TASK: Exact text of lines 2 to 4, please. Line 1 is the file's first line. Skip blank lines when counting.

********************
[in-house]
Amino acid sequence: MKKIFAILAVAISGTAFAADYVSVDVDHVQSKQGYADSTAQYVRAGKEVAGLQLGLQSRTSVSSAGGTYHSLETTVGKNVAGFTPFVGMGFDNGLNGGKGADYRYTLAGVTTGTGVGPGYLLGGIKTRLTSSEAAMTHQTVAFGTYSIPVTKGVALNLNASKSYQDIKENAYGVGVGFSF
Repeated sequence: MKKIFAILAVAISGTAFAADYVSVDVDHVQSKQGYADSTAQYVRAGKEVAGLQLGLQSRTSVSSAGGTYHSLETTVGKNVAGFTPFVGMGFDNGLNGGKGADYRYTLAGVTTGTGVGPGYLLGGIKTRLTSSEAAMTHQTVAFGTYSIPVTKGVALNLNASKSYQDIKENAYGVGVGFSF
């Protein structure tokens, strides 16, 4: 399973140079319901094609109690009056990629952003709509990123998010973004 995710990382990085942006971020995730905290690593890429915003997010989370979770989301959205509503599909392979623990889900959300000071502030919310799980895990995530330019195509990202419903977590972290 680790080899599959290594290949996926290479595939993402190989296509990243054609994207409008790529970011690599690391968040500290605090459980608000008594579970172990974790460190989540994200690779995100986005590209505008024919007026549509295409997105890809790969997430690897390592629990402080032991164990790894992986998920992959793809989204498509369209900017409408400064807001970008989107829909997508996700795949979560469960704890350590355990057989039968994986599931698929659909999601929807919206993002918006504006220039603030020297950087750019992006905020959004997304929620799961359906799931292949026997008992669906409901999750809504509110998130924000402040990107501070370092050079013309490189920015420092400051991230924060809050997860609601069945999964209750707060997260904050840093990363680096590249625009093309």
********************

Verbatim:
Amino acid sequence: MKKIFAILAVAISGTAFAADYVSVDVDHVQSKQGYADSTAQYVRAGKEVAGLQLGLQSRTSVSSAGGTYHSLETTVGKNVAGFTPFVGMGFDNGLNGGKGADYRYTLAGVTTGTGVGPGYLLGGIKTRLTSSEAAMTHQTVAFGTYSIPVTKGVALNLNASKSYQDIKENAYGVGVGFSF
Repeated sequence: MKKIFAILAVAISGTAFAADYVSVDVDHVQSKQGYADSTAQYVRAGKEVAGLQLGLQSRTSVSSAGGTYHSLETTVGKNVAGFTPFVGMGFDNGLNGGKGADYRYTLAGVTTGTGVGPGYLLGGIKTRLTSSEAAMTHQTVAFGTYSIPVTKGVALNLNASKSYQDIKENAYGVGVGFSF
């Protein structure tokens, strides 16, 4: 399973140079319901094609109690009056990629952003709509990123998010973004 995710990382990085942006971020995730905290690593890429915003997010989370979770989301959205509503599909392979623990889900959300000071502030919310799980895990995530330019195509990202419903977590972290 680790080899599959290594290949996926290479595939993402190989296509990243054609994207409008790529970011690599690391968040500290605090459980608000008594579970172990974790460190989540994200690779995100986005590209505008024919007026549509295409997105890809790969997430690897390592629990402080032991164990790894992986998920992959793809989204498509369209900017409408400064807001970008989107829909997508996700795949979560469960704890350590355990057989039968994986599931698929659909999601929807919206993002918006504006220039603030020297950087750019992006905020959004997304929620799961359906799931292949026997008992669906409901999750809504509110998130924000402040990107501070370092050079013309490189920015420092400051991230924060809050997860609601069945999964209750707060997260904050840093990363680096590249625009093309």